Fr. Chris Gaffrey offers opening prayer in Manchester NH
Fr. Chris Gaffrey offers opening prayer in Manchester NFr. Chris Gaffrey of St. Thomas parish in Derry

Fr. Chris Gaffrey of Derry said, “This is what our 40 days of prayer and fasting should be about: not only for the children, but also for those who go in there [to the abortion facility] – be they the workers, be they folks feeling as though they have no other options. We ask for the kind of love that would make us willing to die for any of those people, not just the children.”

Meanwhile, over in Greenland, New Hampshire, another 40DFL crowd gathered in front of the Lovering Center for its own vigil. Jackie McCoy emailed me today with photos and a brief report. “Throughout the hour, we experienced the usual feedback from passing traffic–some thumbs up, some unfriendly loud honks, and the neighbor across the street running his lawn mower to drown us out, but … we count it as blessings when we are persecuted and we pray for them, and pray for the abortion Dr and clinic workers.”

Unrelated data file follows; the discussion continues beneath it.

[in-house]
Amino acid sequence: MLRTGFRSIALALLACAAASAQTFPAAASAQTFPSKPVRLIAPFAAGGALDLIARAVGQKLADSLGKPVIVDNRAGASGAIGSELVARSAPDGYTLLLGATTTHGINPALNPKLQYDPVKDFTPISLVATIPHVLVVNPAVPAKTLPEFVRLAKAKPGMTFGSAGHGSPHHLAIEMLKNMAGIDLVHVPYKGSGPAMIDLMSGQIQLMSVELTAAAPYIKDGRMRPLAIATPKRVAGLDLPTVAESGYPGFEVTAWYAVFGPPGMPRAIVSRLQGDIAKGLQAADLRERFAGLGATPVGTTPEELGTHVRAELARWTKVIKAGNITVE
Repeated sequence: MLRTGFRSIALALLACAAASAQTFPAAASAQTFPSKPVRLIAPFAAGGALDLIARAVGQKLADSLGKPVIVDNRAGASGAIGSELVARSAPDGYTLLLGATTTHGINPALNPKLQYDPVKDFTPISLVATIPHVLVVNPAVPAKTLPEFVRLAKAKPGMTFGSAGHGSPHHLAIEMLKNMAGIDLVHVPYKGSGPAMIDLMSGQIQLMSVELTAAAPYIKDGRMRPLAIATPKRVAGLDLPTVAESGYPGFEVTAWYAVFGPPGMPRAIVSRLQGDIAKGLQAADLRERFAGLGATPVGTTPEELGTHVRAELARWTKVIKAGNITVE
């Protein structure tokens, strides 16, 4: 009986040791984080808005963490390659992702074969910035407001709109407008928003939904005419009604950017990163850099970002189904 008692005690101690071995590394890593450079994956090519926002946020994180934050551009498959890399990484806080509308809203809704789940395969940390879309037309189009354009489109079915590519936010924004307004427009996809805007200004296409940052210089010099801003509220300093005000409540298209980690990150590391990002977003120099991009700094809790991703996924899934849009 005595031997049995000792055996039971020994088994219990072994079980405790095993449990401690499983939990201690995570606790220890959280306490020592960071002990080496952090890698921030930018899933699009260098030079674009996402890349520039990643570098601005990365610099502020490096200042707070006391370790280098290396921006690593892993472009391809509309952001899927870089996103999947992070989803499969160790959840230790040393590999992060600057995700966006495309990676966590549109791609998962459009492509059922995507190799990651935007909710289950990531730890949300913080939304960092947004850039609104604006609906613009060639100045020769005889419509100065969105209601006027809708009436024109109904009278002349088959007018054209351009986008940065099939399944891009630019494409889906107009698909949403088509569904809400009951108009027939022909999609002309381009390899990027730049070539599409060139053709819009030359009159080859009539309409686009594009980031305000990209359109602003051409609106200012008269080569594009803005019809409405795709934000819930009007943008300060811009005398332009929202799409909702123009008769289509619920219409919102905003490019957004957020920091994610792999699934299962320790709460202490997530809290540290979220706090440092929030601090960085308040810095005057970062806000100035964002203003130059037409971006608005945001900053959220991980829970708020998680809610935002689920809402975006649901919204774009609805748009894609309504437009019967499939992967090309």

Both 40DFL locations in New Hampshire welcome participants who will sign a statement adhering to nonviolence and cooperation with local authorities. (The statement also includes an affirmation that “I am in no way associated” with any abortion provider.) Hours are 7 a.m. to 7 p.m., today through November 3. To sign up online to pray in front of PP or the Lovering Center during the campaign, go to one of these sites:

www.40daysforlife.com/Manchester

www.40daysforlife.com/Greenland

Full house in Manchester for 40 DFL kickoff, overflowing to the deck.